• Assurance of insurance coverage;
  • State law governance;
  • Permission to take and use photos;
  • Term of agreement/termination of relationship.

Now, go forth with shields raised!

The information provided in this article is not intended to be legal advice, but merely conveys general information related to legal issues commonly encountered.  For a comprehensive overview of legal issues involved in running an organizing business, refer to the CD “Navigating the Legal Landmines of an Organizing Business”  from the 2008 NAPO Conference in Reno, NV. 

Contact Lisa Montanaro by visiting www.LMOrganizingSolutions.com, by email at , or by phone at
(845) 988-0183.

This article originally appeared in NAPO News, Volume 23, Number 4, September 2008
Copyright © 2008 Lisa Montanaro of LM Organizing Solutions, LLC.

Want to Use This Article in Your E-zine or Website?

You can, as long as you use this complete statement:

Copyright 2008. Lisa Montanaro is a Productivity Consultant, Success Coach, Business Strategist, Speaker and Author who helps people live successful and passionate lives, and operate productive and profitable businesses. Lisa publishes the monthly “DECIDE® to be Organized” e-zine for success-minded individuals, and “Next Level Business Success” e-zine for entrepreneurs. Subscribe today at www.LMOrganizingSolutions.com. Lisa is the author of The Ultimate Life Organizer: An Interactive Guide to a Simpler, Less Stressful & More Organized Life, published by Peter Pauper Press. Lisa also publishes the DECIDE® to be Organized blog at www.DecideToBeOrganized.com. Through her work, Lisa helps people deal with the issues that block personal and professional change and growth. To explore how Lisa can help take your business to the next level, contact Lisa at (845) 988-0183 or by e-mail at .

Can Your Business Run Without You?

What would happen to your business if you became ill for an extended period of time?  Could someone else man the shop for you easily?  Would you be more relaxed on vacation (or at the very least, take a vacation!) if you knew that the business could be better taken care of while you are away?  Have you ever thought about hiring an employee or assistant, but are overwhelmed with the thought of training someone in all of your business systems and processes?  Are you holding onto too many tasks that you know you could be delegating, but don’t have the infrastructure in place to effectively delegate without taking up too much of your precious time as the business owner?  If you answered yes to any of the above questions, you are in need of a business blueprint!  It’s time to create an Operations Manual.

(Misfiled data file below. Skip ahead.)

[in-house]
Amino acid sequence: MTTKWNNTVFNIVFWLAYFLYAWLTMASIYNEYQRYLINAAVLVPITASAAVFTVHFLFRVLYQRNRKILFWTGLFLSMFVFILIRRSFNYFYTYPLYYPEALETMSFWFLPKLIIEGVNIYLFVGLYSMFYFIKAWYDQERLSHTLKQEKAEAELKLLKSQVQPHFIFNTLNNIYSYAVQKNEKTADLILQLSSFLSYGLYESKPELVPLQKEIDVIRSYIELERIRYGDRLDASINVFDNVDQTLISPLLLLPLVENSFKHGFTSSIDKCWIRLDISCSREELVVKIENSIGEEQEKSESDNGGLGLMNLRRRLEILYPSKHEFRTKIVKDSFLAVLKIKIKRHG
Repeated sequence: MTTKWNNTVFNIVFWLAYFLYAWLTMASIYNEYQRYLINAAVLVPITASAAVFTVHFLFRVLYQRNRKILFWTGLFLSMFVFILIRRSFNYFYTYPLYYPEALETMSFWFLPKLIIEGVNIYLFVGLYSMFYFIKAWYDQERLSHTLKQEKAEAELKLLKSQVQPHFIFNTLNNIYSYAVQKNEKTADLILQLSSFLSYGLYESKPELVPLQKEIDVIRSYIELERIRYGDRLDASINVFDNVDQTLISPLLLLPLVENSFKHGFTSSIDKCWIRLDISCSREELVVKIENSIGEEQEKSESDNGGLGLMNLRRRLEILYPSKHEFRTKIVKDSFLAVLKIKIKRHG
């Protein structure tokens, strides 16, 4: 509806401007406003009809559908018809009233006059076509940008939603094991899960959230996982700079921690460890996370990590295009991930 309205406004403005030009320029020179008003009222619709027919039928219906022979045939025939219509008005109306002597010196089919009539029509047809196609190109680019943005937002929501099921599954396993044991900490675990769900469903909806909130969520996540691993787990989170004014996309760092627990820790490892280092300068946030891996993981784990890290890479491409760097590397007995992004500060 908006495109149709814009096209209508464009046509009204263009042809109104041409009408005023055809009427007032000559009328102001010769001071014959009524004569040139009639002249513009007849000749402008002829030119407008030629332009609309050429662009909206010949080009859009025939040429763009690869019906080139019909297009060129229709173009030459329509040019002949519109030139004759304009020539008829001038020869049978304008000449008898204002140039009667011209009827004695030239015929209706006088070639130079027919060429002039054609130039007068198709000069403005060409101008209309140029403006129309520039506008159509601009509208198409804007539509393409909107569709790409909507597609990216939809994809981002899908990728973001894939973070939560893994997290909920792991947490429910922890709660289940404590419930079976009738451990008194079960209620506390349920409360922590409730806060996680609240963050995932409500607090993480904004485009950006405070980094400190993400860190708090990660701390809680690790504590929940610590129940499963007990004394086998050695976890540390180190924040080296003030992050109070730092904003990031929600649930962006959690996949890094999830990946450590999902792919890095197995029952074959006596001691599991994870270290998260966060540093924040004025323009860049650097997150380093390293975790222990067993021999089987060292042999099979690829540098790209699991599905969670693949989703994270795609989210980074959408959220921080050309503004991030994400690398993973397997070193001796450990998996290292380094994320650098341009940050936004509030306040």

What is an Operations Manual and Why Do I Need One For My Business?

Before you started your business and in the early stages, you probably did a lot of planning.  Most likely, you were told to draft a business plan, and you may have even done so.  Unfortunately, most small business owners rarely look at their business plan after creating it, thereby rendering it meaningless on a daily basis.  A business plan is a static document, as opposed to a living and breathing one that serves as a guide to your business systems and processes.  Developing systems and taking the extra step to document them is vital to a business running smoothly and automatically.  Unfortunately, most businesses are lacking in this area.  Business owners get caught up in the daily activities of running the business, and do not take the time to document or blueprint the systems in place.  In the E-Myth Revisited, author Michael Gerber sets forth the idea that all businesses need to be “franchised” in the sense that they can run automatically, deliver a consistent experience to customers, and can be maintained, at least to some extent, without the owner’s hands-on involvement.  While you may not literally be franchising your business, Gerber’s concept broadly translates into developing an Operations Manual for your business.

What Are the Advantages of an Operations Manual?

An Operations Manual makes it easier to delegate and run your business.  However, even if you have no employees, independent contractors, or assistants of any kind, the importance of an Operations Manual should not be overlooked.  It provides structure and clarity by helping you examine the big picture and how each part fits into the whole.  It is also a handy tool for reminding yourself of your business systems when things get busy and you are overwhelmed.  The manual serves as a central location for vital business information, making it easier for you to find what you need in one fell swoop.  In a nutshell, an Operations Manual helps promote a consistent experience for your clients, and helps you avoid reinventing the wheel.